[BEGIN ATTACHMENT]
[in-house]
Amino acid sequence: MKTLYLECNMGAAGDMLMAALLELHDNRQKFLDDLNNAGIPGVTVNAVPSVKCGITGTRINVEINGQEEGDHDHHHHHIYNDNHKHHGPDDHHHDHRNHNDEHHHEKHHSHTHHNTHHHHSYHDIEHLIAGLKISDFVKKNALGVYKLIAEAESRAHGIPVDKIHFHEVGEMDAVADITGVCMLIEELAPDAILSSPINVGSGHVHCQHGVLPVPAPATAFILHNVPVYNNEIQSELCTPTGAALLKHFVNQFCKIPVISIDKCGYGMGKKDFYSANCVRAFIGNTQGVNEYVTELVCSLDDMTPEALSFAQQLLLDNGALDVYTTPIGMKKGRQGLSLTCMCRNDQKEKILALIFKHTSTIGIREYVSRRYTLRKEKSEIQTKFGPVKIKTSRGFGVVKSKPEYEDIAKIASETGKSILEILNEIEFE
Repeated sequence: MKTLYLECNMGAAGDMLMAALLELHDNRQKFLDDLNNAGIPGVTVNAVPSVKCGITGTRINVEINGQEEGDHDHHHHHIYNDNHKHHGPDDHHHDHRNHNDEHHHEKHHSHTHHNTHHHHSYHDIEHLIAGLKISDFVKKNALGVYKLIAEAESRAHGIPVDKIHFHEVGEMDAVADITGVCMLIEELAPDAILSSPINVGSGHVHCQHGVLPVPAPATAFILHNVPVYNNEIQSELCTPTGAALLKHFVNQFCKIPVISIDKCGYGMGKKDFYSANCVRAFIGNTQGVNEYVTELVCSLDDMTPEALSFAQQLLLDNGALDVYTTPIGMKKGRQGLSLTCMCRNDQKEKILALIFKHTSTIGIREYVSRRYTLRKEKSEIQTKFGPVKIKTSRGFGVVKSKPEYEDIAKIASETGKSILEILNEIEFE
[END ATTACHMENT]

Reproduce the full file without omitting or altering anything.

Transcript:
[in-house]
Amino acid sequence: MKTLYLECNMGAAGDMLMAALLELHDNRQKFLDDLNNAGIPGVTVNAVPSVKCGITGTRINVEINGQEEGDHDHHHHHIYNDNHKHHGPDDHHHDHRNHNDEHHHEKHHSHTHHNTHHHHSYHDIEHLIAGLKISDFVKKNALGVYKLIAEAESRAHGIPVDKIHFHEVGEMDAVADITGVCMLIEELAPDAILSSPINVGSGHVHCQHGVLPVPAPATAFILHNVPVYNNEIQSELCTPTGAALLKHFVNQFCKIPVISIDKCGYGMGKKDFYSANCVRAFIGNTQGVNEYVTELVCSLDDMTPEALSFAQQLLLDNGALDVYTTPIGMKKGRQGLSLTCMCRNDQKEKILALIFKHTSTIGIREYVSRRYTLRKEKSEIQTKFGPVKIKTSRGFGVVKSKPEYEDIAKIASETGKSILEILNEIEFE
Repeated sequence: MKTLYLECNMGAAGDMLMAALLELHDNRQKFLDDLNNAGIPGVTVNAVPSVKCGITGTRINVEINGQEEGDHDHHHHHIYNDNHKHHGPDDHHHDHRNHNDEHHHEKHHSHTHHNTHHHHSYHDIEHLIAGLKISDFVKKNALGVYKLIAEAESRAHGIPVDKIHFHEVGEMDAVADITGVCMLIEELAPDAILSSPINVGSGHVHCQHGVLPVPAPATAFILHNVPVYNNEIQSELCTPTGAALLKHFVNQFCKIPVISIDKCGYGMGKKDFYSANCVRAFIGNTQGVNEYVTELVCSLDDMTPEALSFAQQLLLDNGALDVYTTPIGMKKGRQGLSLTCMCRNDQKEKILALIFKHTSTIGIREYVSRRYTLRKEKSEIQTKFGPVKIKTSRGFGVVKSKPEYEDIAKIASETGKSILEILNEIEFE